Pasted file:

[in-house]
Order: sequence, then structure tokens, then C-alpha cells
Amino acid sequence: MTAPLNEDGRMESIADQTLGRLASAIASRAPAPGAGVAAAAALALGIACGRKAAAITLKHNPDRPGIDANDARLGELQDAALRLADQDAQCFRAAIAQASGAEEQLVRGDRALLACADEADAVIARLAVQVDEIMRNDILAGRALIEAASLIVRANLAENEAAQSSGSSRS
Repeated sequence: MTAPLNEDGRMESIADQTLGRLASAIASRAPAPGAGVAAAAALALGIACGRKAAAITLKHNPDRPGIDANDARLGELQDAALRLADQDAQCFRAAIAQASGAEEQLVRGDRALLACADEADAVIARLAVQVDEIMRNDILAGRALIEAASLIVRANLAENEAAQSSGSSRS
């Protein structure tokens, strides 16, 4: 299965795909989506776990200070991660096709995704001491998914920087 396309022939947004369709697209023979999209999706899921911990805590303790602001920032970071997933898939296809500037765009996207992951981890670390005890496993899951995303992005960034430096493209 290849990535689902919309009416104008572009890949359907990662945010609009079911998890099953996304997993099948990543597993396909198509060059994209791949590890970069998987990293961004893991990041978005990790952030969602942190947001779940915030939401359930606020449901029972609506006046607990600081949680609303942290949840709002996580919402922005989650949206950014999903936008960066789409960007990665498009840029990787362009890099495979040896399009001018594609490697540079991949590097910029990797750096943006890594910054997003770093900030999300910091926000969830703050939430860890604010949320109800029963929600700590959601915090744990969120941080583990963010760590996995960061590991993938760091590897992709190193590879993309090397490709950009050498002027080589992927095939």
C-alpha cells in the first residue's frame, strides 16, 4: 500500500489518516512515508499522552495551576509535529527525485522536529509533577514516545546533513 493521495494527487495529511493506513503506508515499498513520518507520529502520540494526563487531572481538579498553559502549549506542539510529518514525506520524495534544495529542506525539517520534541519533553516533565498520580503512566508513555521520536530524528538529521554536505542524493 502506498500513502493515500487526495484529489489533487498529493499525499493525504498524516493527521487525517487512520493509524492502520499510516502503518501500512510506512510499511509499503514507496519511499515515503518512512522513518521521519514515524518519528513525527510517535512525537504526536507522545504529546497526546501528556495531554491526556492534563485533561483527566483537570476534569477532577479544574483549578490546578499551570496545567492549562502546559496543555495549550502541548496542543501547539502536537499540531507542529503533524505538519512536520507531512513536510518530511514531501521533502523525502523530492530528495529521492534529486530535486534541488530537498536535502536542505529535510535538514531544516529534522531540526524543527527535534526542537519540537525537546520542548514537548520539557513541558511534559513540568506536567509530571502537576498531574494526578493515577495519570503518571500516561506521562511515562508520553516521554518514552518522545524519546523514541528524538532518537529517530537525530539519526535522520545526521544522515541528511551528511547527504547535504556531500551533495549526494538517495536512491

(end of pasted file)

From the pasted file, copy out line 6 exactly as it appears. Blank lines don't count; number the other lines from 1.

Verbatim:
C-alpha cells in the first residue's frame, strides 16, 4: 500500500489518516512515508499522552495551576509535529527525485522536529509533577514516545546533513 493521495494527487495529511493506513503506508515499498513520518507520529502520540494526563487531572481538579498553559502549549506542539510529518514525506520524495534544495529542506525539517520534541519533553516533565498520580503512566508513555521520536530524528538529521554536505542524493 502506498500513502493515500487526495484529489489533487498529493499525499493525504498524516493527521487525517487512520493509524492502520499510516502503518501500512510506512510499511509499503514507496519511499515515503518512512522513518521521519514515524518519528513525527510517535512525537504526536507522545504529546497526546501528556495531554491526556492534563485533561483527566483537570476534569477532577479544574483549578490546578499551570496545567492549562502546559496543555495549550502541548496542543501547539502536537499540531507542529503533524505538519512536520507531512513536510518530511514531501521533502523525502523530492530528495529521492534529486530535486534541488530537498536535502536542505529535510535538514531544516529534522531540526524543527527535534526542537519540537525537546520542548514537548520539557513541558511534559513540568506536567509530571502537576498531574494526578493515577495519570503518571500516561506521562511515562508520553516521554518514552518522545524519546523514541528524538532518537529517530537525530539519526535522520545526521544522515541528511551528511547527504547535504556531500551533495549526494538517495536512491